I have recently received the new Latte Espresso MP3 player from the manufacturer (Latte Communications, a Silicon Valley-based company) and it makes me realize just how dated my iPod Nano has become in a few short years I have owned it. It is no secret that the price and feature set of MP3 players constantly keep improving. And "MP3 player" is somewhat of a misnomer since those newer devices can do so much more. The Latte Espresso is definitely much more than an MP3 player.
I have used quite a few MP3 players, from the unappealing but functional Philips HDD077 to excellent iPods of different generations, including Nano models. I still like iPod Nano, but it is obvious that it has its shortcomings, including the lack of memory expandability, lack of WMA support, audio recording or radio and its high price. And of course, something that is apparent only after using a touchscreen-equipped device, the controls are somewhat clumsy.
Them there is the proprietary connector that iPods use. You cannot charge iPods from just any USB-to-mini-USB cable or a cell phone charger, it does not come with a wall charger and you cannot copy music from just any computer (iTunes software is a requirement). And you need a separate FM transmitter if your car's stereo doesn't have an iPod adaptor or and aux input.
Having used the previous Latte players: the Latte Neon M3, Latte ICE and Latte iVu players, I was expecting good performance and features at an attractive price from the new Latte Espresso. Once I got the new Latte Espresso MP3/WMA/AVI/MPEG player, I charged it for 8 hours and transferred some 7 GB of music to it in a short order.
What is Latte Espresso?
The Latte Espresso is a portable MP3/WMA/Video player and photo viewer, FM radio, voice recorder, portable drive and an E-book reader. It has a built-in FM transmitter for being able to listen to your tunes through your car's stereo without having to use a cassette adapter or cables. The player has a 3-inch wide-screen touchscreen display with haptic technology (420x240 QVGA). The haptic technology makes the player vibrate when you touch the screen, providing feedback.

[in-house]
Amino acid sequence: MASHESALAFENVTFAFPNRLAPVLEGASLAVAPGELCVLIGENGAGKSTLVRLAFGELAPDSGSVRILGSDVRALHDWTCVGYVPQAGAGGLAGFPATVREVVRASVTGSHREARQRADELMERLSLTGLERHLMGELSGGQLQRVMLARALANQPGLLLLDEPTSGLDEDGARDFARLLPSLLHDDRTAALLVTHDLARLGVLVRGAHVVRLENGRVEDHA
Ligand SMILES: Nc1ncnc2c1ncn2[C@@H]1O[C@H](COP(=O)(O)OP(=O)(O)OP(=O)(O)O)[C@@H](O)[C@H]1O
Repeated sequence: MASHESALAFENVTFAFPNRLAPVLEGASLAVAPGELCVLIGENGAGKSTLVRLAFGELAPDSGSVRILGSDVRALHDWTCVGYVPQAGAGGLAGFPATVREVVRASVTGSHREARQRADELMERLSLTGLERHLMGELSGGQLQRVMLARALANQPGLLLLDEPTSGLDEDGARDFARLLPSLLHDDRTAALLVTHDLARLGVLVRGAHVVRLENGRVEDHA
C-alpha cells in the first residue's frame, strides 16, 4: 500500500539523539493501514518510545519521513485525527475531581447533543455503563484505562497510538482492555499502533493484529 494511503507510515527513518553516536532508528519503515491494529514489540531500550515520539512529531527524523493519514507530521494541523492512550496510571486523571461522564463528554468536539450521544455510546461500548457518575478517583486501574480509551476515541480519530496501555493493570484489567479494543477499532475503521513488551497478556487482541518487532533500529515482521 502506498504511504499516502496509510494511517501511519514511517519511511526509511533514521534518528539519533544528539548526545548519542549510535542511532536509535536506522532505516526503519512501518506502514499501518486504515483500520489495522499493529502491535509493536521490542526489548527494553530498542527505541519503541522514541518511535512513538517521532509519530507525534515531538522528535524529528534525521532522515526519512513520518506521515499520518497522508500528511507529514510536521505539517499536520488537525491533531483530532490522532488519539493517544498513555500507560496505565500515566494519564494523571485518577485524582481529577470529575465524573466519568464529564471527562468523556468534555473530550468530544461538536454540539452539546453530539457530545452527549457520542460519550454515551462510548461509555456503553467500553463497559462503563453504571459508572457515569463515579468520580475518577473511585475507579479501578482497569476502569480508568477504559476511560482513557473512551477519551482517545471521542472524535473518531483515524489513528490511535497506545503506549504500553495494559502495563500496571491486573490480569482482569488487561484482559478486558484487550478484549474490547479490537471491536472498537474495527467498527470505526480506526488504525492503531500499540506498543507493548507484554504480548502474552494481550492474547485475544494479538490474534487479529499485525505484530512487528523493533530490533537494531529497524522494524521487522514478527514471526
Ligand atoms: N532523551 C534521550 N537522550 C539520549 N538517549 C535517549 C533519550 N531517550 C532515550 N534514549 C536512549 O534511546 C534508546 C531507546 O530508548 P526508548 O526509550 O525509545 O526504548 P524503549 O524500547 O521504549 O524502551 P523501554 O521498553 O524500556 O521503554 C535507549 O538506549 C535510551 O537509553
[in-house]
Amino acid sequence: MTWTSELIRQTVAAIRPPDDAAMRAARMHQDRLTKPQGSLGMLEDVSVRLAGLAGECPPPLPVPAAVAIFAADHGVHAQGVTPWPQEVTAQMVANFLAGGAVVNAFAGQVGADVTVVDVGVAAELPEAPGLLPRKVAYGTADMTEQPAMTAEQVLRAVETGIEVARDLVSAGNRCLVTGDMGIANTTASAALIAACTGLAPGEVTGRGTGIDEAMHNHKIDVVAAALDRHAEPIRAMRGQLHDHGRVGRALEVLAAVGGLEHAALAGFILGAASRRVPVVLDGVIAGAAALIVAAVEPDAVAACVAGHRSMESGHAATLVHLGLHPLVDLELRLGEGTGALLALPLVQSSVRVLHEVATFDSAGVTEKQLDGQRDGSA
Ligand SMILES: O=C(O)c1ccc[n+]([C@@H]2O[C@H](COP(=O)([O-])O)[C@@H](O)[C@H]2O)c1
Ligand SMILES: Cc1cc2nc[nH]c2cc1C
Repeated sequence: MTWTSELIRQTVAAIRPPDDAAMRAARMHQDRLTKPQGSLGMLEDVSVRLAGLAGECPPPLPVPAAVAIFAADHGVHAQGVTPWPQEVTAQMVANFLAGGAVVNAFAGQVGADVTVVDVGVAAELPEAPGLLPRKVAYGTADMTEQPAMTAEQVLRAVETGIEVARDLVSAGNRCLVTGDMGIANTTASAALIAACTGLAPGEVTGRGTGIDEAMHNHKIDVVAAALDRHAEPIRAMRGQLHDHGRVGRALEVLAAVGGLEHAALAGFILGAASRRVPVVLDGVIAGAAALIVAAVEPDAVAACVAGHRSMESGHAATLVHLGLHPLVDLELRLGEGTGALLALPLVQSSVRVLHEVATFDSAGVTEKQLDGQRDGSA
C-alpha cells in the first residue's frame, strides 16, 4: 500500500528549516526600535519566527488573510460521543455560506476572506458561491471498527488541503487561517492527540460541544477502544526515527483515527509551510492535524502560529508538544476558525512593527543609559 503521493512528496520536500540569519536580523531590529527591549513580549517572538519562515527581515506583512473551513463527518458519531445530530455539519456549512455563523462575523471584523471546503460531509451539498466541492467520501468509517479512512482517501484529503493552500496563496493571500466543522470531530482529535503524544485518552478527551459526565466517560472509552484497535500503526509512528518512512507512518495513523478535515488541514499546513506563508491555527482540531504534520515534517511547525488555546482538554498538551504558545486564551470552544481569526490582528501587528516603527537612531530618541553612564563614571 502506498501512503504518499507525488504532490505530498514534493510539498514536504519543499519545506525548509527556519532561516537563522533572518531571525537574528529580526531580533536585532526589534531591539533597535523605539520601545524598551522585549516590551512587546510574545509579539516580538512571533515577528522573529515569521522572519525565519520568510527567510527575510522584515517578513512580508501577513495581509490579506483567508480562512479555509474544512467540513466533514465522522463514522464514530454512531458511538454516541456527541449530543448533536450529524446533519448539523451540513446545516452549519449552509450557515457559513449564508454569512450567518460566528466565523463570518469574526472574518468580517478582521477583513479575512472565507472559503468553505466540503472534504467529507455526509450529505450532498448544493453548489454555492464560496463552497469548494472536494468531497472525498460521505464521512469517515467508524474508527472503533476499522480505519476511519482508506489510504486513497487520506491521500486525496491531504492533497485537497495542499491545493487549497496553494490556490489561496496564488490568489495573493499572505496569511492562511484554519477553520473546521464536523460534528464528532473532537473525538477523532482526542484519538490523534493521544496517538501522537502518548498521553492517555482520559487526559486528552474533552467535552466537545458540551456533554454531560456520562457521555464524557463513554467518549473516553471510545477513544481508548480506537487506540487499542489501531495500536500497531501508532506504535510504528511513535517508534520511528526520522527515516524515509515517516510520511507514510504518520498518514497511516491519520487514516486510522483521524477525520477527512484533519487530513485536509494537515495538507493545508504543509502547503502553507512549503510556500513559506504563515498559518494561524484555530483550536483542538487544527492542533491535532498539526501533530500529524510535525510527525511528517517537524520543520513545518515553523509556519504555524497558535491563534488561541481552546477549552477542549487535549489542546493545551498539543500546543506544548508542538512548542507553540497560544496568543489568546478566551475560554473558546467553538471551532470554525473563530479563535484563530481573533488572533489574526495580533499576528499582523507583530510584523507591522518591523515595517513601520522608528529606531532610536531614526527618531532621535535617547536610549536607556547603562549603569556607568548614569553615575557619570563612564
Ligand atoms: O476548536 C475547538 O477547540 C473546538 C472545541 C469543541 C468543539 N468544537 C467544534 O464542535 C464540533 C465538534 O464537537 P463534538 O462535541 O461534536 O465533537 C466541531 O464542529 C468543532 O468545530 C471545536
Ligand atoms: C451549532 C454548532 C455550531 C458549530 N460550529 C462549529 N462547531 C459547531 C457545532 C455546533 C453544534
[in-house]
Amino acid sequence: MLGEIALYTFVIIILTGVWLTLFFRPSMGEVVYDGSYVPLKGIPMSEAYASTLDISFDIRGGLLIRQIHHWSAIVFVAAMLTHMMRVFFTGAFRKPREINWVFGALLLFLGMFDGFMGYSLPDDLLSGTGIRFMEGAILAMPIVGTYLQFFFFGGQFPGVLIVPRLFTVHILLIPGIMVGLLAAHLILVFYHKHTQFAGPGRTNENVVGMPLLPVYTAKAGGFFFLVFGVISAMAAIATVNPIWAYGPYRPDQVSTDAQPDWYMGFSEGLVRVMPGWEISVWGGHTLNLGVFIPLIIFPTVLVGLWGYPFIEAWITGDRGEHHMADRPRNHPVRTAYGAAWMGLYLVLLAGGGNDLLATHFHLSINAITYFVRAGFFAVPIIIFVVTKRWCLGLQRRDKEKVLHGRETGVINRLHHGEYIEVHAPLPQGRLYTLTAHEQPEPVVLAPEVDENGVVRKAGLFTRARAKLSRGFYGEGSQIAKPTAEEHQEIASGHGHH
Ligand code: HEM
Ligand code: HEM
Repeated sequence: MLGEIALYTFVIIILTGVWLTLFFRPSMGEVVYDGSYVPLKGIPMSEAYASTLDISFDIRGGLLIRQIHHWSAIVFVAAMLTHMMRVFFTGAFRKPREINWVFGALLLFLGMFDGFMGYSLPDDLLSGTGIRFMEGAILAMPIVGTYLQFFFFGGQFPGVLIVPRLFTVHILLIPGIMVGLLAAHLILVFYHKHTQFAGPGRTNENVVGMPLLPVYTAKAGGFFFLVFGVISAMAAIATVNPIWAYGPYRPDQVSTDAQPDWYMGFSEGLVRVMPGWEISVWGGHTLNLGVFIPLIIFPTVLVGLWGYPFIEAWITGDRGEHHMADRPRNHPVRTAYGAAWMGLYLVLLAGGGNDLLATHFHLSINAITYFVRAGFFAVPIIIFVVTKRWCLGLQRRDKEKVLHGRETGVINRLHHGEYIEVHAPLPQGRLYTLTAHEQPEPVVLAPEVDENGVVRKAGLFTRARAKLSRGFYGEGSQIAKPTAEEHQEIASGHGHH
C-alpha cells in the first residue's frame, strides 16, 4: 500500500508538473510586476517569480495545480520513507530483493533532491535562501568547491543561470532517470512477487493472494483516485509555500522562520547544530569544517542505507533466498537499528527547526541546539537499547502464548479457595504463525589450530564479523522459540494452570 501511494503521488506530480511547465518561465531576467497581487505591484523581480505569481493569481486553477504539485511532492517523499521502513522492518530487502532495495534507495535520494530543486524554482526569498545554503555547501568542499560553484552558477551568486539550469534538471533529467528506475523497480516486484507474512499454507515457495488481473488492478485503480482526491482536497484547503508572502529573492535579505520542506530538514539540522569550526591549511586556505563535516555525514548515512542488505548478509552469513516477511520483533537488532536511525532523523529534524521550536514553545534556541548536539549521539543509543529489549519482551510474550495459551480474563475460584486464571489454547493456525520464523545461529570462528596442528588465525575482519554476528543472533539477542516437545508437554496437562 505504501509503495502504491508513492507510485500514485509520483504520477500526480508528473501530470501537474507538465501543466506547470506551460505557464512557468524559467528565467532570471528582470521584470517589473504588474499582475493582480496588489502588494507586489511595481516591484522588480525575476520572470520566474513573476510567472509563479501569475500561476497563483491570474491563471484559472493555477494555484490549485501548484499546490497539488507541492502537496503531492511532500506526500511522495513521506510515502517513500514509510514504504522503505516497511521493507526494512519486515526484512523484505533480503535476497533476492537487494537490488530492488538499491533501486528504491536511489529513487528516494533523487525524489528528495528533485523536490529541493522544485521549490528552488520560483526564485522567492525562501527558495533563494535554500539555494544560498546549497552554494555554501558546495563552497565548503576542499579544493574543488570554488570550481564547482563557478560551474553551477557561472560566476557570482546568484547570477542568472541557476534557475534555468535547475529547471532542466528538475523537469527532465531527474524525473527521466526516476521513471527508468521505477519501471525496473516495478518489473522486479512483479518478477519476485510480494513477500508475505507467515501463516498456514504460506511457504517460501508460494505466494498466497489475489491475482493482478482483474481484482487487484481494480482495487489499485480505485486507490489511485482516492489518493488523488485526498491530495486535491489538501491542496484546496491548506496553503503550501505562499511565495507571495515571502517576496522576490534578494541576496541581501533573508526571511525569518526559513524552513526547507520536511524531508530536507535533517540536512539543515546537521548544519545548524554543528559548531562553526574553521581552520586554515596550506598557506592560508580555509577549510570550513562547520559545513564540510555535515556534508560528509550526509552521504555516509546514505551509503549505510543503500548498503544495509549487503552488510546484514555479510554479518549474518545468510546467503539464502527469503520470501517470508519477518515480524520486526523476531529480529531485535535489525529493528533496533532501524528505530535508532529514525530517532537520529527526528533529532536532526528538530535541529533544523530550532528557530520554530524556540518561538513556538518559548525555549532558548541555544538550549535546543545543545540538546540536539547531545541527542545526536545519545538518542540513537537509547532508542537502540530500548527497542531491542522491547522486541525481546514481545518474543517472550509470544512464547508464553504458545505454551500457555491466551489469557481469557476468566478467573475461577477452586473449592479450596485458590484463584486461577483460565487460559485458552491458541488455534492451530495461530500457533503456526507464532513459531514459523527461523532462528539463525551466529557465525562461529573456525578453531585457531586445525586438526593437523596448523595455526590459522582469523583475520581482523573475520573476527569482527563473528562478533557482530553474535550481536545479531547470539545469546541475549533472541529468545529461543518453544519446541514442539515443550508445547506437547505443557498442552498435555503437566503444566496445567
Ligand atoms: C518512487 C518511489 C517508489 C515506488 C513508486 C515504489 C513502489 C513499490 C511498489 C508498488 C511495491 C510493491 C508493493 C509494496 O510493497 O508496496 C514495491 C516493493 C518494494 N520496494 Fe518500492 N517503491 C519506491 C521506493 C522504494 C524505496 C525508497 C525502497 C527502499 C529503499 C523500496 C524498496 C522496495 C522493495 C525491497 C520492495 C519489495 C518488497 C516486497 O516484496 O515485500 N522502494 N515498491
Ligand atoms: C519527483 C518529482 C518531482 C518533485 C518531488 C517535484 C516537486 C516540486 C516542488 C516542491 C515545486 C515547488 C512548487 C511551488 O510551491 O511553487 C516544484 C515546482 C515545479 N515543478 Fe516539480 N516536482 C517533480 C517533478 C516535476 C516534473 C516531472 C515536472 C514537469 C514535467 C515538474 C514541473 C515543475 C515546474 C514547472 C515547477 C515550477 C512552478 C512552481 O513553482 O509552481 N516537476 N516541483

The G-sensor rotates the display based on the player's orientation (except for video playback). The player comes with either 8 or 16 GB of built-in memory (depending on the model). It comes with headphones, USB cable and manuals.
The player features a built-in microphone for voice recording. The music can be copied to the player directly over USB with no need to install any software. The same applies to files of any kind when you use the Espresso as a flash drive.
The player plays MP3 and WMA and supports ID3 tags (version 1 and 2). It supports menus in many languages. In addition to MP3 and WMA, it can also play OGG, FLAC, ACC, APE audio formats and AVI, RM, RMVB, WMV, 3GP, MPG, DAT, MP4 and FLV video.
The player also has a FM transceiver. It can both receive FM radio (including functionality to auto-scan, set presets and even record radio shows) and transmit over FM band (for use with car stereos that don't have an aux imput).
The interface is USB 2.0 High speed with speeds of up to 4 MB/s. The battery life is up to 15 hours.
Advantages Over iPod Nano 1st Gen
First, there is the large and colorful 3-inch touchscreen with haptic technology. After using the touchscreen, the iPod's wheel feels dated. It also limits the functionality (but does let you scroll through files faster).
Just as the previous players from Latte, the Espresso has a mini-USB jack (used for charging and data transfer). This means you can use your mini-USB cell phone chargers, if you have one (for example, the one for Motorola RAZR V3 works perfectly).
The music transfer to the player does not require special software: you just connect it using the supplied USB cable and copy MP3/WMA/JPEG/etc. files over. Of course, iPods require iTunes software. The Espresso also plays WMA, which is a file format iPods do not like (but I sometimes do), AAC, OGG, FLAC, ACC and APE.
The Espresso has an FM radio and voice recording with a built-in microphone. It also can vatious video formats and lets you view JPEG photos, BMP and GIF files.
The player supports text reading and has a flexible equalizer, including graphical equalizer function, where you can adjust individual frequency ranges.
The Espresso can play very loud (even with aftermarket headphones of low sensitivity); the display is very clear and its radio has good reception. The voice recorder and e-book reader features are also nice-to-have features.
The built-in FM transmitter is a useful feature too. With an iPod, you have to get a separate accessory and the integration is sometimes not ideal. With Espresso, you just need to have the headphones connected and turn the frequency out on.
The Espresso sounds very good, even with the supplied headphones. Of course, for better sound and an apples-to-apples comparison, I used my usual headphones of choice: Koss KSC-75. Not surprisingly, the sound is detailed, has well-defined bass, mids and treble and the instrument separation is very good (if you use the highest bit rate possible). The sound quality largely depends on the source.